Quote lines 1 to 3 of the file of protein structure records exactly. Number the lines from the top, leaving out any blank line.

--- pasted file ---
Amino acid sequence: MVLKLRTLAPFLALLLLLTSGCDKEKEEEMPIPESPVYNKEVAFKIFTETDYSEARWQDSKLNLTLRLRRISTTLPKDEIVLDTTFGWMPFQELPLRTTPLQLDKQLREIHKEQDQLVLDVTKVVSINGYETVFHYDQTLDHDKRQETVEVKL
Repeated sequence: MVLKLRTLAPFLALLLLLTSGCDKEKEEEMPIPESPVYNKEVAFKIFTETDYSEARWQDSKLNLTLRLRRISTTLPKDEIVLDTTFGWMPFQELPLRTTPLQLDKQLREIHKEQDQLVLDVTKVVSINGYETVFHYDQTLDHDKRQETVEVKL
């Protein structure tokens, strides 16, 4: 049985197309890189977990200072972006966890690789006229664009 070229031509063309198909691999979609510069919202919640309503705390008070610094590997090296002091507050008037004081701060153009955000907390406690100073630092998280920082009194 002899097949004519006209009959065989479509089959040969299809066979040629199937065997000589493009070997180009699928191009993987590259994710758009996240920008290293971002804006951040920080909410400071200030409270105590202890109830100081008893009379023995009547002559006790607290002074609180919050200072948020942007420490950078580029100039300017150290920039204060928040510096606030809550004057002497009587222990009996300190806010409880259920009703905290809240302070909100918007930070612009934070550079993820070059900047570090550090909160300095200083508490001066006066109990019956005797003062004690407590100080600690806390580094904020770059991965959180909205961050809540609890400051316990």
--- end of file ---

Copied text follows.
Amino acid sequence: MVLKLRTLAPFLALLLLLTSGCDKEKEEEMPIPESPVYNKEVAFKIFTETDYSEARWQDSKLNLTLRLRRISTTLPKDEIVLDTTFGWMPFQELPLRTTPLQLDKQLREIHKEQDQLVLDVTKVVSINGYETVFHYDQTLDHDKRQETVEVKL
Repeated sequence: MVLKLRTLAPFLALLLLLTSGCDKEKEEEMPIPESPVYNKEVAFKIFTETDYSEARWQDSKLNLTLRLRRISTTLPKDEIVLDTTFGWMPFQELPLRTTPLQLDKQLREIHKEQDQLVLDVTKVVSINGYETVFHYDQTLDHDKRQETVEVKL
């Protein structure tokens, strides 16, 4: 049985197309890189977990200072972006966890690789006229664009 070229031509063309198909691999979609510069919202919640309503705390008070610094590997090296002091507050008037004081701060153009955000907390406690100073630092998280920082009194 002899097949004519006209009959065989479509089959040969299809066979040629199937065997000589493009070997180009699928191009993987590259994710758009996240920008290293971002804006951040920080909410400071200030409270105590202890109830100081008893009379023995009547002559006790607290002074609180919050200072948020942007420490950078580029100039300017150290920039204060928040510096606030809550004057002497009587222990009996300190806010409880259920009703905290809240302070909100918007930070612009934070550079993820070059900047570090550090909160300095200083508490001066006066109990019956005797003062004690407590100080600690806390580094904020770059991965959180909205961050809540609890400051316990």